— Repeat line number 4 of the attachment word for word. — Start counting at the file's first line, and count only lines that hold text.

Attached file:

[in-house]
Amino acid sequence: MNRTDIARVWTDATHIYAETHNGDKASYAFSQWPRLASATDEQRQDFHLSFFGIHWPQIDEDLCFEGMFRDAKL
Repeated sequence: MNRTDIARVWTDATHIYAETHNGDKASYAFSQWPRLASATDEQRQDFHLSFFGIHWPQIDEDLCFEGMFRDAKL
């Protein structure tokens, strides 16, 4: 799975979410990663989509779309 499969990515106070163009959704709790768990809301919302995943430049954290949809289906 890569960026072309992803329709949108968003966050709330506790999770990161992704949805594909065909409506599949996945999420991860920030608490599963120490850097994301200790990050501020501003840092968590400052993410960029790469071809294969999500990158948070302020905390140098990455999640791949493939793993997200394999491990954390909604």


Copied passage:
């Protein structure tokens, strides 16, 4: 799975979410990663989509779309 499969990515106070163009959704709790768990809301919302995943430049954290949809289906 890569960026072309992803329709949108968003966050709330506790999770990161992704949805594909065909409506599949996945999420991860920030608490599963120490850097994301200790990050501020501003840092968590400052993410960029790469071809294969999500990158948070302020905390140098990455999640791949493939793993997200394999491990954390909604």